The Hydra Submarine. Surprisingly, real submarines from past and present come in myriad shapes and layouts. In my initial sketches I tried to play with as many unusual layouts as I could, also offering awkward concepts that could work both below and above water. Counter rotating props amidships, big wing shapes, outriggers and multiple engines.
Director Joe Johnston gravitated towards a simplistic barrel fuselage with a highly visible cockpit for filming reasons, justified by advanced Hydra glass withstanding high pressure. In the early stages, the cockpit was inspired by German aircraft Messerschmitt Bf 109. (The final design of the boat would in its simplicity and compact size somehow resemble a Japanese Yokosuka MXY7). I added two trim tanks in the fuselage undercuts, a snorkel and spend some time on the propeller-rudder assembly in the rear including a functional linkage. The position of the props was tailored towards the story: Soon-To-Be-Captain America would dive after the submersing villain, so either the props would add some cool underwater action our hero has to deal with or simply, be in the way. For the latter case, we studied the alternative of two propeller pods on outriggers to clear the path to the cockpit and simplify the scene, which at the same time renders rudders obsolete and facilitate the set built.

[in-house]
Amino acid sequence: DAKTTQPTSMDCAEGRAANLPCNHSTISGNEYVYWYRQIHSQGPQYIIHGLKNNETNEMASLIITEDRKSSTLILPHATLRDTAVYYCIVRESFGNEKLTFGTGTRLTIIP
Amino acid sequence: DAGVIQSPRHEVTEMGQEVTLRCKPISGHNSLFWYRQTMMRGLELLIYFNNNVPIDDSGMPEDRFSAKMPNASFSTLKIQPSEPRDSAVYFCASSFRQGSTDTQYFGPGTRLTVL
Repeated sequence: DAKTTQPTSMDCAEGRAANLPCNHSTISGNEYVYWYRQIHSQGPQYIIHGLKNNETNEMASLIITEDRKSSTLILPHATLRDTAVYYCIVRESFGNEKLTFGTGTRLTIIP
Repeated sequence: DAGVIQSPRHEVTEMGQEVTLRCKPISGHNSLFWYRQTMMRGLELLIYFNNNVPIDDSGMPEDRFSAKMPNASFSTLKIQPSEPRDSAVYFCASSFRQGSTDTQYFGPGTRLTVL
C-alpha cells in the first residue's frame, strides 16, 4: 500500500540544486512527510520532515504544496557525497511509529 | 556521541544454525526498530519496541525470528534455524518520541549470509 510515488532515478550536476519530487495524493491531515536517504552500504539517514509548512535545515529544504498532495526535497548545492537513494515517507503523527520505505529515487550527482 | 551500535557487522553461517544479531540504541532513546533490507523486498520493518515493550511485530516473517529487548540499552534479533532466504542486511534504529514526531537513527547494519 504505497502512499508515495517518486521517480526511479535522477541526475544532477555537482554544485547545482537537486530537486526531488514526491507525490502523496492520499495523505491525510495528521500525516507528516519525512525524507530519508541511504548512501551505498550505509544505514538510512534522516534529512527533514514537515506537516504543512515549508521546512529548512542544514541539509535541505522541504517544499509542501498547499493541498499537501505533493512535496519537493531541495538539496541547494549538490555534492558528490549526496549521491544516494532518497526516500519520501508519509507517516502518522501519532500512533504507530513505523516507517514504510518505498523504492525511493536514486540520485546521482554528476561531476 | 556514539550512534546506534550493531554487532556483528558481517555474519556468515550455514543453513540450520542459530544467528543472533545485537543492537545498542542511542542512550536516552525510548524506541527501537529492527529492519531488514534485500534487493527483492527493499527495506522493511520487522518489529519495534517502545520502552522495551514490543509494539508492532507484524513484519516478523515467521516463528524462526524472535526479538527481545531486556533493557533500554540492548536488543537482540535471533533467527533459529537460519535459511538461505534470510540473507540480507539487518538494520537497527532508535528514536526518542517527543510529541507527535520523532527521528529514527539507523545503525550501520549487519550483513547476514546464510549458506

We all agreed on the outrigger layout, looking more entertaining and also interesting when floating on the water surface. Another thought was to see propeller action in the background of close up shots of the pilot. That thought gave in for a bigger change, the replacement of props with water jets as a response to Marvel’s favor of visually more advanced Hydra technology. In the same final clean up pass, the canopy became more streamlined too (top rear view image final design). The digital design data was send to workshops, where the entire vehicle was crafted as a water tight set piece and filmed live in the cold waters of Liverpool, England.


Design stage 2. A simplistic tubular fuselage is established. Twin props with external controls have a crude and believable look.


Design stage 3. Propellers moved to outriggers to be seen in camera. They were replaced in the forth stage by advanced water jets, and a sleeker cockpit.


Final movie set build. The real set built in the water of Liverpool harbor, with final water jets, streamlined cockpit, and no markings.


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